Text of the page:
Everything from tax returns to mortgage applications, bank information and personal photos are inadvertently being leaked online by users of cloud storage services such as Dropbox and Box.
The revelation has come from rival cloud storage company Intralinks which has discovered that a flaw in the sharing system employed by Dropbox and Box means that links shared with specific people are easily accessible by third-parties.
Users who want to share a file - such as a document or photo - through these services typically sends a public link to the person or persons they want to share the file with.
The problem is that the person receiving the link can access the file without any need to authenticate themselves or even be a registered user of the service.
Dropbox has admitted that "shared links to documents can be inadvertently disclosed to unintended recipients" in the following scenario:
- A user shares a link to a document that contains a hyperlink to a third-party website
- The user, or an authorised recipient of the link, clicks on a hyperlink in the document.
- At that point, the referrer header discloses the original shared link to the third-party website.
- Someone with access to that header, such as the webmaster of the third-party website, could then access the link to the shared document.
The company has temporarily disabled this feature as a precaution, saying on its blog:
"We realise that many of your workflows depend on shared links, and we apologise for the inconvenience. We'll continue working hard to make sure your stuff is safe and keep you updated on any new developments."
Box says it has not observed any abuse of its open links, including by referrer headers, but it is "exploring ways to limit any exposure". It recommends customers use its "broad array of permissions settings to mitigate any potential issues."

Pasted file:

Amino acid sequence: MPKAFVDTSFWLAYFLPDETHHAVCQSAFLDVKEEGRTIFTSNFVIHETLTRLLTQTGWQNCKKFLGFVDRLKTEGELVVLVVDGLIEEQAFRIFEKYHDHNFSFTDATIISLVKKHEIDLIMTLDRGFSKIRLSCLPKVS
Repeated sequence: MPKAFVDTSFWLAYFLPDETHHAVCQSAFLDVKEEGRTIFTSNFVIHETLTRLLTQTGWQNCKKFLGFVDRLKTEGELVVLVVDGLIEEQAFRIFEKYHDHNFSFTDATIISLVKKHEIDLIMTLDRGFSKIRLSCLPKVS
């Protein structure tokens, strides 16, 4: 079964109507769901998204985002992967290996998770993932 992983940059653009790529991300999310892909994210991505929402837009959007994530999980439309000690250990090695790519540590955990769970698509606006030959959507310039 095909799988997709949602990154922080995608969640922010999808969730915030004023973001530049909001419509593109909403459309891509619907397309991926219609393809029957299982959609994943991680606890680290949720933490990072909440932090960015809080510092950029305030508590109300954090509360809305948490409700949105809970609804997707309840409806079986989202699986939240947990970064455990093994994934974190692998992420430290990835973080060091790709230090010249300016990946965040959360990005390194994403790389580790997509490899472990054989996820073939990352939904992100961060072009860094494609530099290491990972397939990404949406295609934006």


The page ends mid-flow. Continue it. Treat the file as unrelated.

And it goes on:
The security flaw was first discovered by Intralinks when it was analysing web traffic to its own website.
The company - like most online companies - runs ads on Google which show up when people type in the name of their competitors.
For example when people search for Dropbox or Box, they will be presented with ads for Intralinks - and vice versa.
"During a routine analysis of Google AdWords and Google Analytics data mentioning competitors' names (Dropbox and Box), we inadvertently discovered the fully clickable URLs necessary to access these documents that led us to live folder contents, some with sensitive data," the company said on a blog post
Richard Anstey, Intralinks's CTO for the EMEA region said the company was able to access a number large number of files (one of which can be seen on the left) from these shared links: "In one case, corporate information including a business plan was uncovered. We also found evidence that many people are mingling their personal and professional files, potentially presenting privacy and security concerns for organisations."
While Dropbox has now disabled the feature, security expert Graham Cluley has given some advice for users of both Dropbox and Box to prevent the inadvertent leaking of sensitive data.
Box users he said should be aware that it is possible on both personal and business accounts "to prevent unauthorised access via Share Links. But these options are not enabled by default."
Dropbox has no such facility for free accounts, though for Business account holders there is a security setting available to restrict access to Share Links.
Finally, Cluley says that people using both services should "delete or disable Share Links after they are no longer required."